Friday, August 19, 2005
A Winter's Day
Boston, November 2004, Holy Cross.
I realize that I am approaching the winter of my life. My father in law has brought a sense of mortality to our household. We watch him plunge inexorably into the abyss of his disease. He will eventually be speechless and helpless, a 190 pound infant. He will die in the same state he was born in, absolute dependence on someone who might love him enough to care for him.
There is a cold beauty to death. It is the blessed curse, the end of life spent in the bleakness of corruption and struggle, futility and the stark, chilling cursedness of the consequences of human sin. It is also the leaving behind of beauty, the still-green signs of life and warmth and resurrection, of love. Its curse is that it confirms the solitariness we brought into the world through the breaking of our communion with God. Its blessing is that it ends the inexorable plunge into the abyss of corruption and defeat and loneliness. The winter never quite destroys all life, sin never quite destroys the image of God.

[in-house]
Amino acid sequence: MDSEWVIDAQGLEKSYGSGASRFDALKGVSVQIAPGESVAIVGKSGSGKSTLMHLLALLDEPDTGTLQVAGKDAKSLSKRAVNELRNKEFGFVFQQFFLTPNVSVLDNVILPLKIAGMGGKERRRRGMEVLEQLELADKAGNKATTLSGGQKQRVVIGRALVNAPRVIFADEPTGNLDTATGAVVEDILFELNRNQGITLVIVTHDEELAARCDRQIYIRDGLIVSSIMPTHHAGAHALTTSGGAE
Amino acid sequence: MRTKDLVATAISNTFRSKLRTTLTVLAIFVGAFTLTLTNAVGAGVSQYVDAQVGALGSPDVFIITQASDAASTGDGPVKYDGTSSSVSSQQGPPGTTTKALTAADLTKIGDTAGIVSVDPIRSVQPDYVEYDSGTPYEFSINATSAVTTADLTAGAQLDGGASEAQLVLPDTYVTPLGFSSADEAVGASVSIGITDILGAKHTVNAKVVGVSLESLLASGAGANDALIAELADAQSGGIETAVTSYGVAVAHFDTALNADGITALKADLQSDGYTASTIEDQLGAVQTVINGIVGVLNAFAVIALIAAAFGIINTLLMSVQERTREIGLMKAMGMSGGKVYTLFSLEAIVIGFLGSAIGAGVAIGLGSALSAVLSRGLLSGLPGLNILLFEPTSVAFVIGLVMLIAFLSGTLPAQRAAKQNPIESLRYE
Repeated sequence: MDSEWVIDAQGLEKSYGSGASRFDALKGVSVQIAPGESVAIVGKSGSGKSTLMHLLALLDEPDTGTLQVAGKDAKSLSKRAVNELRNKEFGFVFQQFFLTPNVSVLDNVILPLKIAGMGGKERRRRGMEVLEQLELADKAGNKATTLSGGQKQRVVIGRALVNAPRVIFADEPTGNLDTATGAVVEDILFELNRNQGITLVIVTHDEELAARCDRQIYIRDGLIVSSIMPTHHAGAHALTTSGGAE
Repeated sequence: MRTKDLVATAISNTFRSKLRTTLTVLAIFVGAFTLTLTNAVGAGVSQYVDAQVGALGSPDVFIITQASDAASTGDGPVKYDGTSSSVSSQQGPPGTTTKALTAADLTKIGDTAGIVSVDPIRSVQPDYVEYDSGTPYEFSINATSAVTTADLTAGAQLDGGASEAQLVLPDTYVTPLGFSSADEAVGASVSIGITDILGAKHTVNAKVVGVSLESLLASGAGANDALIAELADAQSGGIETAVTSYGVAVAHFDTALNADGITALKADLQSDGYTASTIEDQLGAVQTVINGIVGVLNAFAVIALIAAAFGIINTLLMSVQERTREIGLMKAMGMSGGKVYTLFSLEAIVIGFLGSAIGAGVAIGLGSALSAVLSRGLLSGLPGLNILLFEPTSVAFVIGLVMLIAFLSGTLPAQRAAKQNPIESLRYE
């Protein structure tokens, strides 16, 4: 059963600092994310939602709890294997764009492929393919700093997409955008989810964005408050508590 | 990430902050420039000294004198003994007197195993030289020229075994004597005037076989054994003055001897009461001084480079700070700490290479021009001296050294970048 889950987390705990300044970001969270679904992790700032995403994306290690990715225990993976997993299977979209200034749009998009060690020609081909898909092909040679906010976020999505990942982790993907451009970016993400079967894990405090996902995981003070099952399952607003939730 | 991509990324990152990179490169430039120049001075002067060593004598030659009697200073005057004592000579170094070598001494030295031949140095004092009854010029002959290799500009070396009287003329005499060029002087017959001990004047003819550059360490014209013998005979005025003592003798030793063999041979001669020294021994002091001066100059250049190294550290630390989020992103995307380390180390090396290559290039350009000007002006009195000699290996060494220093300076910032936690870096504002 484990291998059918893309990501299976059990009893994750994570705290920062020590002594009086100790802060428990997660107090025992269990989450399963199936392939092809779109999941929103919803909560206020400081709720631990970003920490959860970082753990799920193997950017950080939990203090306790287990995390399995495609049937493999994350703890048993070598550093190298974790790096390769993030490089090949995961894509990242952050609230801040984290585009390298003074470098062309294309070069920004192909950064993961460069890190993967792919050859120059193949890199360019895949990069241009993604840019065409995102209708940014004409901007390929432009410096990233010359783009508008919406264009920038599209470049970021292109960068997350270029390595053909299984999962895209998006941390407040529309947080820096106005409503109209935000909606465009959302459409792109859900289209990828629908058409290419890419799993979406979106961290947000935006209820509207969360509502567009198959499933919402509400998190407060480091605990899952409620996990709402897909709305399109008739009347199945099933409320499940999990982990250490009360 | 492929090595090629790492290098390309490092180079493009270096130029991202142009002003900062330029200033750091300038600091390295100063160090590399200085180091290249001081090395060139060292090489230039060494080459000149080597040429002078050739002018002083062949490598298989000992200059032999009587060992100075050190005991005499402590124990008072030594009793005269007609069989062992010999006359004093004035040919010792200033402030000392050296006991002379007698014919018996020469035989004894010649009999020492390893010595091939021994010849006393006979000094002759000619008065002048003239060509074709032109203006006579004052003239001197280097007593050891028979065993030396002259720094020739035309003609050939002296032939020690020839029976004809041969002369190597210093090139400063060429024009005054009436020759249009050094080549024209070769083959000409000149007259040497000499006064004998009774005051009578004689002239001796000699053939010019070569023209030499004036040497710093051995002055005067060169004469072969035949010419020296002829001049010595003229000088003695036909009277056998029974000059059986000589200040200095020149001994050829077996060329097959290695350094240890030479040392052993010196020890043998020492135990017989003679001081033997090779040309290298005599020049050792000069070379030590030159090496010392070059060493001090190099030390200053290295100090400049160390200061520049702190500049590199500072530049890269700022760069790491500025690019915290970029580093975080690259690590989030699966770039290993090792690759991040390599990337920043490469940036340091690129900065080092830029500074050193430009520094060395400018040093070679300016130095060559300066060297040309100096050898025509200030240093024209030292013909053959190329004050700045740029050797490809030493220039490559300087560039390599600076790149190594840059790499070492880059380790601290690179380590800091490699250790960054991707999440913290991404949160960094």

Yes, sin separates, its winter is a cold and lonely place. We sit in the snow, yet among the trees, in the cold and yet in the sun, alone, yet loved, waiting for this mortal seed to bear the fruit of eternal spring.